Winter-Killed Cover Crops Influence Nitrate Leaching
Although cereal grain cover crops can reduce nitrate leaching, few vegetable production fields are planted to winter cover crops in the coastal valleys of California. Most growers leave their fields in bare, fallow beds, because dealing with cover crop residues delays early planting schedules. To overcome this limitation, Heinrich et al. (p. 502) looked at the ability of a winter-killed cereal rye to reduce nitrate leaching. They found that this strategy is unlikely to be consistently effective due to the need to kill the crop when relatively young, resulting in the release of nitrogen from decaying residues back into the soil.
Machine and Hand Harvested ‘Brown Snout’ Cider Apple
Yield of ‘Brown Snout’ cider apple with an over-the-row small fruit machine harvester reached 87% that of hand harvest (when clean-up yield was included), and juice quality characteristics were not negatively affected (Miles and King, p. 519). There were no differences due to harvest method on damage to spurs or limbs, and machine harvest used four times less labor than hand harvest (5 vs. 23 labor-hours, respectively). These results suggest that machine harvest may be suitable for cider apples if equipment is available and affordable.
Finishing Bedding Plants in Unheated High Tunnels is Rewarding but Risky
Currey et al. (p. 527) evaluated the growth and development of 10 spring bedding plant species finished in unheated high tunnels vs. heated greenhouses at two northern latitudes. The high tunnel environment exhibited greater temperature extremes than the greenhouse. Several cold-sensitive and cold-temperate species were lost during a cold temperature event. Surviving species exhibited some delays in flowering compared to a heated greenhouse, but many had higher quality characteristics such as more compact plants. Production of cold-tolerant annuals in unheated or minimally heated high tunnels appears to be a viable alternative for commercial producers aiming to reduce energy costs.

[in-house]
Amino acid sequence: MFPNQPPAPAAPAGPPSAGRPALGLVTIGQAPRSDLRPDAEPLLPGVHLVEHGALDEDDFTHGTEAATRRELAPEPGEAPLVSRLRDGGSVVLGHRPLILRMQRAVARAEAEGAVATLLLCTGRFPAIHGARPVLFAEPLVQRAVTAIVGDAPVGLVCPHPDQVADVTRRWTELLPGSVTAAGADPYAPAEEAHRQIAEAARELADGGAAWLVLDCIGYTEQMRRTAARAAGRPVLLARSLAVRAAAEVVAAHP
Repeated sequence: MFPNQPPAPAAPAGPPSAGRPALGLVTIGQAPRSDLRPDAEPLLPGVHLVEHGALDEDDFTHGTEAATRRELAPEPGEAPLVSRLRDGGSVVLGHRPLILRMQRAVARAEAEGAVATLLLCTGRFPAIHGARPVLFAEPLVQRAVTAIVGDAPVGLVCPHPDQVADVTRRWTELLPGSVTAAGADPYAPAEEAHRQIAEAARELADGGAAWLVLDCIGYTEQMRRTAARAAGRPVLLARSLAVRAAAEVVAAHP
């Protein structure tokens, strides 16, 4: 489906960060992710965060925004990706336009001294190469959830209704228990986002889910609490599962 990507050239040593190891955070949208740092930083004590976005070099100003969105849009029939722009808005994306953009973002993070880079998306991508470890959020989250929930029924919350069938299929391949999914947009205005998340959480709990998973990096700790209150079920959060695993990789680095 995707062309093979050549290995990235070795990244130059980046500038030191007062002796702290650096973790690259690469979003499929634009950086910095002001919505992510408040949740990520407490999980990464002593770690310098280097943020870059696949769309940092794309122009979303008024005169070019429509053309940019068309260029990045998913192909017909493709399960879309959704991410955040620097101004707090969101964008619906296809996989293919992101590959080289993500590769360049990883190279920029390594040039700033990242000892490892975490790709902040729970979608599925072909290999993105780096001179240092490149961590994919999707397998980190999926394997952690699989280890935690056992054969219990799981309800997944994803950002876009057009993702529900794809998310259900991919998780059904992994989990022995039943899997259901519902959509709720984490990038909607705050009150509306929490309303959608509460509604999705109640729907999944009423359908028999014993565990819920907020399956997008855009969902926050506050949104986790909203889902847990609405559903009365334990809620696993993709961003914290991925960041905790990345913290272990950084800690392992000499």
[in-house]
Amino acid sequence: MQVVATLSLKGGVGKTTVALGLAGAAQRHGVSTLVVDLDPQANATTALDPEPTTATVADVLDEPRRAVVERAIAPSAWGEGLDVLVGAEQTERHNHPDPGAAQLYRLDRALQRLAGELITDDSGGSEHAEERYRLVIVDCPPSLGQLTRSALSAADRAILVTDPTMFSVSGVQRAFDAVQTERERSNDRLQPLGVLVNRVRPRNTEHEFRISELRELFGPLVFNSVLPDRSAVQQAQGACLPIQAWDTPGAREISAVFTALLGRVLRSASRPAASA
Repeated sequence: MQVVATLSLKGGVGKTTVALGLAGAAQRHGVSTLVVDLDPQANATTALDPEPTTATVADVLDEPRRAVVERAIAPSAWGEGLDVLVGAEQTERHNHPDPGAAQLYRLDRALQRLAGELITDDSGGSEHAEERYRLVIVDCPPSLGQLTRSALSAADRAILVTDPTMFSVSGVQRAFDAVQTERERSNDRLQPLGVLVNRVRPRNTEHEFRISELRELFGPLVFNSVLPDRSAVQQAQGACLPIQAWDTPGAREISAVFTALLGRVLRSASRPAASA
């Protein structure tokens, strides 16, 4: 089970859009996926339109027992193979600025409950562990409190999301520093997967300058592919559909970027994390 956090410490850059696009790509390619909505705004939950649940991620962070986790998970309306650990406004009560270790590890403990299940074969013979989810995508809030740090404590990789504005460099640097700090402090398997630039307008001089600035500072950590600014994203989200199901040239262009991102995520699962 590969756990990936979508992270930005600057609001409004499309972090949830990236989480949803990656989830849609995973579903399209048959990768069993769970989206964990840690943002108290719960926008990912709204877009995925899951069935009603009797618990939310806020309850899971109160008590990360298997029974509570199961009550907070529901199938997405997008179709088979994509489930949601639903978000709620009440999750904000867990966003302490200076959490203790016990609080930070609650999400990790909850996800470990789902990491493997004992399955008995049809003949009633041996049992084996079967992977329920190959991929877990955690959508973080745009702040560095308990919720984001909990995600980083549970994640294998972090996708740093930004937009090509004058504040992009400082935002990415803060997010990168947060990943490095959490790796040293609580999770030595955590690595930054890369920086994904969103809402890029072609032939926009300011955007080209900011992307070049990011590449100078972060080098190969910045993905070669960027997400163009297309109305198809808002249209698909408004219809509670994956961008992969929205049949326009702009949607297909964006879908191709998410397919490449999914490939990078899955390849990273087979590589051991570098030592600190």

Novel Mulches Benign to Ground-Nesting Squash Bees
Squash have a high pollination requirement. Wild, ground-nesting squash bees, which nest in crop fields, provide a majority of the crop’s pollination, but can be disturbed by management operations. In a 2-year study, Splawski et al. (p. 535) found squash bee nests within bare, newspaper, and newspaper and grass plots, indicating that these mulches did not prevent nesting. Newspaper and grass mulch had a positive effect on plant growth and fruit production. Mulches that utilize municipal waste materials may provide weed control strategies for squash plantings that are more benign to squash bees than cultivation or black plastic mulch.
Movable Light-Emitting Diodes Save Electricity in a Lettuce Factory
Li et al. (p. 546) report that movable LED system can halve the initial light source input while allowing the plants to obtain the desired illumination with minimal energy consumption. This vertical moving of the system reduced 15.0% to 18.4% of electricity than the fixed height treatments. The illumination schedule provided by the horizontal movement can halve the initial light source input while resulting in no differences in electricity consumption, morphological parameters, or phytochemical accumulation compared with the fixed counterparts.
Growth Regulators Improve Longevity and Leaf Chlorosis of Cut Lily and Gladiolus
Postharvest performance and quality of cut lilies and gladioli can be greatly reduced by leaf chlorosis. Ahmad et al. (p. 560) report that overnight pulsing with gibberellin (GA4+7) + benzyladenine (BA) or a propriety mixture of GA4+7 and BA in a commercial floral preservative extended the vase life and prevented leaf chlorosis of cut lilies, and can be used by growers and wholesalers for maintaining quality of cut stems. The solutions were effective when applied during low-temperature storage.
Growth and Nitrogen Uptake of Turfgrass Irrigated with Reclaimed Water
A greenhouse experiment was conducted to determine if nitrogen in reclaimed water contributes significantly to turfgrass plant nutrition and to measure N-use efficiency and the effects of irrigation with reclaimed water on N leaching. Fan et al. (p. 565) found that N from reclaimed water can be beneficial for turfgrass growth and health, but the concentration of N in reclaimed water with advanced treatment would need to be at least 5 ppm. Two-fold greater N was leached with the synthetic N fertilizer treatment compared with reclaimed water.